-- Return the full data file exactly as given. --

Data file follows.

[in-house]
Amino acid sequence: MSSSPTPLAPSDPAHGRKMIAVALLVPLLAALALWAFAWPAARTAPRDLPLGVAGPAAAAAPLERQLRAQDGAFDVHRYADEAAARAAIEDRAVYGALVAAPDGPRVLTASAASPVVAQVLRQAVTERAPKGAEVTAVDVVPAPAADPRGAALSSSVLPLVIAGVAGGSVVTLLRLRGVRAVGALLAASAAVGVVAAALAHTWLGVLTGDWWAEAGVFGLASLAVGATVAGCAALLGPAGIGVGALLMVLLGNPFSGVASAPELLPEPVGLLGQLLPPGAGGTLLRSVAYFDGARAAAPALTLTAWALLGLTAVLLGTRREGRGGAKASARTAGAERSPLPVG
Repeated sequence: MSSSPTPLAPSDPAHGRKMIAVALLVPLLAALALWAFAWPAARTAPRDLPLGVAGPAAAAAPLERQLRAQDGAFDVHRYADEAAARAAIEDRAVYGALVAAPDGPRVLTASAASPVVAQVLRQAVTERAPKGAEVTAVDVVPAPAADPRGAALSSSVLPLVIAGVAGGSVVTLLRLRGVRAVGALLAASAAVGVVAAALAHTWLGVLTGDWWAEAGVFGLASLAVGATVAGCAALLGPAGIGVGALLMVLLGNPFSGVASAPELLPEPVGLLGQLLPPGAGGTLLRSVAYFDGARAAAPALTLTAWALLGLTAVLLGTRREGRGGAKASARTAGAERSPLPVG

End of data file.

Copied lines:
[in-house]
Amino acid sequence: MSSSPTPLAPSDPAHGRKMIAVALLVPLLAALALWAFAWPAARTAPRDLPLGVAGPAAAAAPLERQLRAQDGAFDVHRYADEAAARAAIEDRAVYGALVAAPDGPRVLTASAASPVVAQVLRQAVTERAPKGAEVTAVDVVPAPAADPRGAALSSSVLPLVIAGVAGGSVVTLLRLRGVRAVGALLAASAAVGVVAAALAHTWLGVLTGDWWAEAGVFGLASLAVGATVAGCAALLGPAGIGVGALLMVLLGNPFSGVASAPELLPEPVGLLGQLLPPGAGGTLLRSVAYFDGARAAAPALTLTAWALLGLTAVLLGTRREGRGGAKASARTAGAERSPLPVG
Repeated sequence: MSSSPTPLAPSDPAHGRKMIAVALLVPLLAALALWAFAWPAARTAPRDLPLGVAGPAAAAAPLERQLRAQDGAFDVHRYADEAAARAAIEDRAVYGALVAAPDGPRVLTASAASPVVAQVLRQAVTERAPKGAEVTAVDVVPAPAADPRGAALSSSVLPLVIAGVAGGSVVTLLRLRGVRAVGALLAASAAVGVVAAALAHTWLGVLTGDWWAEAGVFGLASLAVGATVAGCAALLGPAGIGVGALLMVLLGNPFSGVASAPELLPEPVGLLGQLLPPGAGGTLLRSVAYFDGARAAAPALTLTAWALLGLTAVLLGTRREGRGGAKASARTAGAERSPLPVG